With all the high tech computers, 3D glasses, and High Definition technologies involved in many of today’s blockbuster animation movies, you could be forgiven for thinking that animation is costly and requires a huge team of people to accomplish.

That may be true of the big movies, but animation itself hasn’t really changed over the 100+ years that it has been going, and is easy enough for children to get to grips with at home using even the simplest of materials.

Below are some straight forward animation exercises for kids of all ages that are not only great fun but also contain all the secrets of the most complex animations.

Use them to teach your child about the principles of Persistence of Vision (POV) which is how our eyes see a sequence of still images as a moving object. Without this principle we wouldn’t have any animation or even movies or tv.

Why not try some of these animation exercises today?

 

Animation Exercises For Kids

Flip books

Flip books are one of the simplest ways to practice your animation at home and get things moving. No need for fancy schmantzy equipment, just a ruler, paper, pencil, rubber band, and a great imagination and you’re away!

Why not try making a flip book like the one in the video above. Or to save even more time…get yourself some sticky yellow notes and draw on those – no need for the rubber band then as they are already stuck together on one end. 🙂

 

Zoetropes

Zoetropes are a fun way to get hands-on and messy at home while learning the basics of animation. Great for developing your child’s art and craft skills.

Fun Fact!
Did you know that the word “Zoetrope” comes from the Greek words “zoe” (life) and “tropos” (wheel) – literally meaning Wheel of Life.

Also, the first primitive zoetrope was invented almost 2,000 years ago in China but didn’t really become popular until the mid-19th century with the developments in photography.

 

Pixilation

Pixilation is an animation technique that uses live actors as subjects, changing their poses slightly with each frame to give the illusion of movement. This is kind of like a stop motion technique (think Wallace and Gromit) but using people instead of plasticine models.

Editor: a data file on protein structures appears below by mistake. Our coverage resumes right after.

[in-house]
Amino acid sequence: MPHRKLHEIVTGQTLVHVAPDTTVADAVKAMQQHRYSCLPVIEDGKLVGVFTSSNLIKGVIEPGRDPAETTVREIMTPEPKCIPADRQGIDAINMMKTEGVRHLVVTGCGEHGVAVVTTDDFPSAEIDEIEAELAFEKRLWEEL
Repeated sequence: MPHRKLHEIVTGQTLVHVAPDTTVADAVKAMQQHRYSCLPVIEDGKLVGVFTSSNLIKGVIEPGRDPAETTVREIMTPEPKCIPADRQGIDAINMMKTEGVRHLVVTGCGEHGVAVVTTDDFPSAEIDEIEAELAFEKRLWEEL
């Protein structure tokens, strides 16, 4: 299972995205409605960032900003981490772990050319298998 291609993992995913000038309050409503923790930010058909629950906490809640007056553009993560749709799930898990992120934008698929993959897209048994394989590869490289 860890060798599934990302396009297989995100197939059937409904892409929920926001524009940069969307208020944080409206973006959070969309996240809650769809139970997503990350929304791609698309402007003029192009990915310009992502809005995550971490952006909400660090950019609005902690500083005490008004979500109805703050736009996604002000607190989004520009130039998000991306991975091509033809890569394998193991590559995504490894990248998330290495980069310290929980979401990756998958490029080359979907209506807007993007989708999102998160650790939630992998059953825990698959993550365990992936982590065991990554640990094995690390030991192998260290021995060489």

(A famous example of pixilation is Peter Gabriel’s Sledgehammer video from the 80s – watch it above)

All you need is a video camera that can take still frames, and it’s best to use a tripod because you want to make sure the camera angle is as stable as possible throughout, otherwise you’ll end up with a jerky playback.

Tips

  • Do a few tests to get the hang of it at first.
  • Remember, you have to make sure you are motionless when you take each frame, then you move a tiny bit more, hold it, take another frame, move again, take another frame, and so on…
  • Best to have someone working the camera while one of you acts.
  • Try planning out your actions before you do them…it will make it a lot easier.

Give it a go, it’s great fun.

Claymation / Stop Motion Plasticine Animation

Claymation exercise for kids

This is a really fun way to spend a rainy afternoon or keep the kids quiet during the holidays.

Check out the website above as he explains everything you’ll need and how easy his kids found it to produce some great little animations.

Check out our stop motion software recommendations if you’re unsure about what equipment you’ll need.